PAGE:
Got A Septic Tank? 5 Mistakes You Need to Avoid


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Have you just bought a new home and have found that it has a septic tank?
This is more common in the US but has found its way into homes in Europe too.

Septic tanks are a critical component of many residential and commercial properties’ wastewater management systems. They are designed to safely and efficiently process and treat wastewater so it doesn’t cause harm to the environment or public health. However, they require proper maintenance and usage to function correctly.

So, if you are new to septic tanks or simply want to know the best ways to keep your tank ticking over, this article explores 5 common mistakes that you need to avoid.

1. Not Pumping the Tank Regularly

All septic tanks, irrespective of their brand, need to be pumped out periodically to remove the solid waste that accumulates over time. If you don’t pump the tank regularly, solids can build up, causing the tank to overflow and potentially contaminate your property and the environment.

A good rule of thumb is to have your septic tank pumped every 3 to 5 years. Not doing so can cause you to need a replacement or may require extensive repairs to be made. Should this occur, opt for a more modern kind of septic tank system, such as an InSinkErator.

2. Flushing Inappropriate Items Down the Toilet

Septic tanks are not designed to handle certain items, such as diapers, sanitary products, or cooking oils. Flushing these items down the toilet can lead to blockages in the pipes or the septic tank, causing backups and sewage spills. To prevent these issues, you should only flush human waste and toilet paper down the toilet.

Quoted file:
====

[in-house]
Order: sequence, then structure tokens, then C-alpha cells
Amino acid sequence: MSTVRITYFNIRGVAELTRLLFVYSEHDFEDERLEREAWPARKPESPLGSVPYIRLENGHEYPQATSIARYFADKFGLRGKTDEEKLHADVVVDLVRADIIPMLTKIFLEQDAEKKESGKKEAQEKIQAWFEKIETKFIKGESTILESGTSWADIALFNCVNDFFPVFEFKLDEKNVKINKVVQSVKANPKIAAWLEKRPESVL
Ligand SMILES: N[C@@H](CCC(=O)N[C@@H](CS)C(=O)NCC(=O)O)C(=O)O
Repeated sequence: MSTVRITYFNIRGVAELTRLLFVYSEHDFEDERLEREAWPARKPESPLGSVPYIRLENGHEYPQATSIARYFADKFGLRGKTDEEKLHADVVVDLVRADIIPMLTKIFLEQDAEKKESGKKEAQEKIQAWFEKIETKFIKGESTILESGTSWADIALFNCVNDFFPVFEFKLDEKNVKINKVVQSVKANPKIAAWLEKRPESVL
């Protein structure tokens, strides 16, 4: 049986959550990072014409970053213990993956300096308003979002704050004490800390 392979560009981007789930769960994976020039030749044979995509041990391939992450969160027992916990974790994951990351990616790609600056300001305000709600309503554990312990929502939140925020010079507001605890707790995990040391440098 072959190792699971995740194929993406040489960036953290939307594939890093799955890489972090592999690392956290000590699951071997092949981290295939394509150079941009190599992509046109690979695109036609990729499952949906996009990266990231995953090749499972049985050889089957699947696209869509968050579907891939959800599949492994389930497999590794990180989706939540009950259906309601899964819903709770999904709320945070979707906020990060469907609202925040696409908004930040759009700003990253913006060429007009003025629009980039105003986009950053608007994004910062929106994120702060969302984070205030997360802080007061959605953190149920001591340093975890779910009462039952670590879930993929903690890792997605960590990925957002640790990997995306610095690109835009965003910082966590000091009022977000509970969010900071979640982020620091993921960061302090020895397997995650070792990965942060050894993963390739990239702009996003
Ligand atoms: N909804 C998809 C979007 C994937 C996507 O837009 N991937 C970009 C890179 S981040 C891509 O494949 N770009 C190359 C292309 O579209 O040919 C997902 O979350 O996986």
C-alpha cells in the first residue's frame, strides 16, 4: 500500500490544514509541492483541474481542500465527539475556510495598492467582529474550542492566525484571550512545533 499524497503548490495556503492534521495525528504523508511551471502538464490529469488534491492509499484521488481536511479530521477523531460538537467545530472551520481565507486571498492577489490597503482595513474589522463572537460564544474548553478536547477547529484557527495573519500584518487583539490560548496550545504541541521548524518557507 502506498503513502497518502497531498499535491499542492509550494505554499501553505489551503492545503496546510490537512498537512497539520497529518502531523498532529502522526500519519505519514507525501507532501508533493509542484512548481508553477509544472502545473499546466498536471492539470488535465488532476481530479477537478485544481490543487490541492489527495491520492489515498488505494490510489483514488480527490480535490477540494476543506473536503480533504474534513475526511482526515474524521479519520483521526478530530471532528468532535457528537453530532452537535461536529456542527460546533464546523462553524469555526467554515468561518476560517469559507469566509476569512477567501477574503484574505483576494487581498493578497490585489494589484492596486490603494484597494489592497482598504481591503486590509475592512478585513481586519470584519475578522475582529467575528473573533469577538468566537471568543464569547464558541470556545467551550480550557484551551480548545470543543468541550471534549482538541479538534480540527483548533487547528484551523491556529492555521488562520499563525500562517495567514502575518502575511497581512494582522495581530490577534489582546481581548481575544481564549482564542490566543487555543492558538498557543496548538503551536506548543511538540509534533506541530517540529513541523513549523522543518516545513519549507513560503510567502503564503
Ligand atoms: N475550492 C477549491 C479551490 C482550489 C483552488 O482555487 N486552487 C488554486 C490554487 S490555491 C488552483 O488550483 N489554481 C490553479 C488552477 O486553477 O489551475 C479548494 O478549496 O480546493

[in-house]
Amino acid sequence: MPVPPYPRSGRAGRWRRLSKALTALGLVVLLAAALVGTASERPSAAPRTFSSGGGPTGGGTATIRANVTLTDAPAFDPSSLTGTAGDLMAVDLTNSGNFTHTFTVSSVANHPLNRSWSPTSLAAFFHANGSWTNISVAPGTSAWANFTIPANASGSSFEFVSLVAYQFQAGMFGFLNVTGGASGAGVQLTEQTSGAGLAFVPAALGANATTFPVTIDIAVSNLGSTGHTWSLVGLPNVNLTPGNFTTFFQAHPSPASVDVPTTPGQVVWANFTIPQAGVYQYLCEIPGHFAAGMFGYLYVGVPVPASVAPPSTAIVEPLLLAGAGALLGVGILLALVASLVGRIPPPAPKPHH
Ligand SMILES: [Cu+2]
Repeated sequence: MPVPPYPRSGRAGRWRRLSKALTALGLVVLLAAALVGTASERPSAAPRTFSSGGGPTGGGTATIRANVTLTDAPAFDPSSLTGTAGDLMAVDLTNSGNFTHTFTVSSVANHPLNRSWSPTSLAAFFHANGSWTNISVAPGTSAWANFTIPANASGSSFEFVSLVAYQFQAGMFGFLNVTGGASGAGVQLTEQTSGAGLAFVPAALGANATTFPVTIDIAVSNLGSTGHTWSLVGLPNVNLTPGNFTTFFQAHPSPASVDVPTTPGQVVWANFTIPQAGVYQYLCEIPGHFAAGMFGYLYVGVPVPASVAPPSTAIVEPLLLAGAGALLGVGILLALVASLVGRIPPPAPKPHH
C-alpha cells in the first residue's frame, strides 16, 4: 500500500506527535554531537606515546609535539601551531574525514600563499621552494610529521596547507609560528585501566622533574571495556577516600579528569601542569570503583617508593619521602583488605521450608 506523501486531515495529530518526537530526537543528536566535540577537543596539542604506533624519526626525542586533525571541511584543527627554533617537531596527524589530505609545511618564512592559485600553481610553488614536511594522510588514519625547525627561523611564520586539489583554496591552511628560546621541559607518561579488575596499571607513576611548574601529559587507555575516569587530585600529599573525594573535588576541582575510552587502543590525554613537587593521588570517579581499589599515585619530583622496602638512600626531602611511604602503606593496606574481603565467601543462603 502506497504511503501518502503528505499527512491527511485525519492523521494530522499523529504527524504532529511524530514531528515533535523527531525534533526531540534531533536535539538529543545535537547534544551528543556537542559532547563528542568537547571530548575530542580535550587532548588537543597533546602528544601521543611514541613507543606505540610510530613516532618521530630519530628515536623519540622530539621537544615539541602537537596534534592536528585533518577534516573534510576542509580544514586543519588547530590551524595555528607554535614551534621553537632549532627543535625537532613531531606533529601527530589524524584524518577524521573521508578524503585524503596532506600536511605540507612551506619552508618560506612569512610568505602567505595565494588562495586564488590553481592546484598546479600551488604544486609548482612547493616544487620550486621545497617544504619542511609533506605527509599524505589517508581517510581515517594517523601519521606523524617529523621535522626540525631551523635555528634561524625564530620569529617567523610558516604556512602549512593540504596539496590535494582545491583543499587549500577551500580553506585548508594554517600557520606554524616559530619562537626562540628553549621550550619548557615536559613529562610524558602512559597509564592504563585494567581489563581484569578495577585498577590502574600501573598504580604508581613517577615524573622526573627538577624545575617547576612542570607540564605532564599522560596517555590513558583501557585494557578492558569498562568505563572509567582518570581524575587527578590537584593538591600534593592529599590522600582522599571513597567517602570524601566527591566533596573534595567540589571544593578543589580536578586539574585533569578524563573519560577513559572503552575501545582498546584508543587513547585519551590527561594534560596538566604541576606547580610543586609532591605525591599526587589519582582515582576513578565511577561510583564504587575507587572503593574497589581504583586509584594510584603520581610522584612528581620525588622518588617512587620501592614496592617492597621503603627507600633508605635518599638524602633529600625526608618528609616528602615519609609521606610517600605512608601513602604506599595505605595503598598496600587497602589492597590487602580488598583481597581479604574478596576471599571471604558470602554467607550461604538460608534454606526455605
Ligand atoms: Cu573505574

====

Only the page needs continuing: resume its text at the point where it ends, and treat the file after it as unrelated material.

Try to only dispose of smaller pieces of food in your septic tank system, as large pieces can block the tank and cause a myriad of secondary issues, such as overflowing.

3. Overloading the System

Septic systems have a limited capacity to treat wastewater; if you overload the system by using too much water or flushing too many items down the toilet, it can lead to system failure, which can cause damage to your home’s overall plumbing. Yikes! To avoid this, spread out water usage throughout the day, fix leaky faucets and toilets, and avoid doing multiple loads of laundry on the same day.

4. Neglecting Drain Field Maintenance

The drain field is an area on your property where the treated wastewater from the septic tank is released into the soil for further treatment. Neglecting the drain field can cause it to clog, leading to backups, bad smells, and system failure. To maintain the drain field, avoid parking or driving on it, keep trees and other vegetation away from the area, and avoid adding additional soil to the site. This can cause the pipes underneath the area to become damaged, which will be costly to repair.

5. Not Hiring a Professional for Repairs and Maintenance

Septic tank maintenance and repairs should be done by a licensed professional. So, in other words, never try to do this yourself! Attempting to fix problems yourself can lead to further damage or system failure and may actually cause more issues to occur. A professional can inspect the tank and drain field, identify issues, and provide proper maintenance and repairs.


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